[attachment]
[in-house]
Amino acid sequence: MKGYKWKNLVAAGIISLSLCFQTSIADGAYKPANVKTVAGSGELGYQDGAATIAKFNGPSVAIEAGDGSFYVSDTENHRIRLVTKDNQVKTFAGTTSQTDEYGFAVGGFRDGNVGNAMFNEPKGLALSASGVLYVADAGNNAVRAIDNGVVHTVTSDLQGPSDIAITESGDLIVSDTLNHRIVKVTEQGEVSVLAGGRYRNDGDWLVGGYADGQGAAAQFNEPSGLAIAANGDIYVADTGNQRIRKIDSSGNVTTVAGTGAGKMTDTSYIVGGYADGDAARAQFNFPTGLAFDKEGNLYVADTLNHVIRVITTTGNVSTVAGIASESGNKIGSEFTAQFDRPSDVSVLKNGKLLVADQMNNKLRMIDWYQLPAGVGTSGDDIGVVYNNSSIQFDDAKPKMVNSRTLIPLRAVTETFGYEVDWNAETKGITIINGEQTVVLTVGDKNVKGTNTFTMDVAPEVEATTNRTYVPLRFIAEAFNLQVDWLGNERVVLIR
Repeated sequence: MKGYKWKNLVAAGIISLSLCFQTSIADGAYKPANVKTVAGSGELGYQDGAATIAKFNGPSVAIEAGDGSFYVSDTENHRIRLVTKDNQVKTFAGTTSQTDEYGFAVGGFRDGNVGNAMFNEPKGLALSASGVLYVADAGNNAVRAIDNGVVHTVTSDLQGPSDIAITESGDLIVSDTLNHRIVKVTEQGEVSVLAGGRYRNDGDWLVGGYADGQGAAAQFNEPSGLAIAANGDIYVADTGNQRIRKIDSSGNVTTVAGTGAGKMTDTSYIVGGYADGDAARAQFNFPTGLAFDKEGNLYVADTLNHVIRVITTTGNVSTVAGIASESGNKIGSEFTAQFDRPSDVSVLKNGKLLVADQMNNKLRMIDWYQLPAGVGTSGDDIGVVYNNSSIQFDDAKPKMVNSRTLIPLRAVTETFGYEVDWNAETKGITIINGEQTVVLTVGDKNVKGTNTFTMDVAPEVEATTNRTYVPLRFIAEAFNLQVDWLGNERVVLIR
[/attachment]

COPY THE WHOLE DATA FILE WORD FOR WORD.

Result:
[in-house]
Amino acid sequence: MKGYKWKNLVAAGIISLSLCFQTSIADGAYKPANVKTVAGSGELGYQDGAATIAKFNGPSVAIEAGDGSFYVSDTENHRIRLVTKDNQVKTFAGTTSQTDEYGFAVGGFRDGNVGNAMFNEPKGLALSASGVLYVADAGNNAVRAIDNGVVHTVTSDLQGPSDIAITESGDLIVSDTLNHRIVKVTEQGEVSVLAGGRYRNDGDWLVGGYADGQGAAAQFNEPSGLAIAANGDIYVADTGNQRIRKIDSSGNVTTVAGTGAGKMTDTSYIVGGYADGDAARAQFNFPTGLAFDKEGNLYVADTLNHVIRVITTTGNVSTVAGIASESGNKIGSEFTAQFDRPSDVSVLKNGKLLVADQMNNKLRMIDWYQLPAGVGTSGDDIGVVYNNSSIQFDDAKPKMVNSRTLIPLRAVTETFGYEVDWNAETKGITIINGEQTVVLTVGDKNVKGTNTFTMDVAPEVEATTNRTYVPLRFIAEAFNLQVDWLGNERVVLIR
Repeated sequence: MKGYKWKNLVAAGIISLSLCFQTSIADGAYKPANVKTVAGSGELGYQDGAATIAKFNGPSVAIEAGDGSFYVSDTENHRIRLVTKDNQVKTFAGTTSQTDEYGFAVGGFRDGNVGNAMFNEPKGLALSASGVLYVADAGNNAVRAIDNGVVHTVTSDLQGPSDIAITESGDLIVSDTLNHRIVKVTEQGEVSVLAGGRYRNDGDWLVGGYADGQGAAAQFNEPSGLAIAANGDIYVADTGNQRIRKIDSSGNVTTVAGTGAGKMTDTSYIVGGYADGDAARAQFNFPTGLAFDKEGNLYVADTLNHVIRVITTTGNVSTVAGIASESGNKIGSEFTAQFDRPSDVSVLKNGKLLVADQMNNKLRMIDWYQLPAGVGTSGDDIGVVYNNSSIQFDDAKPKMVNSRTLIPLRAVTETFGYEVDWNAETKGITIINGEQTVVLTVGDKNVKGTNTFTMDVAPEVEATTNRTYVPLRFIAEAFNLQVDWLGNERVVLIR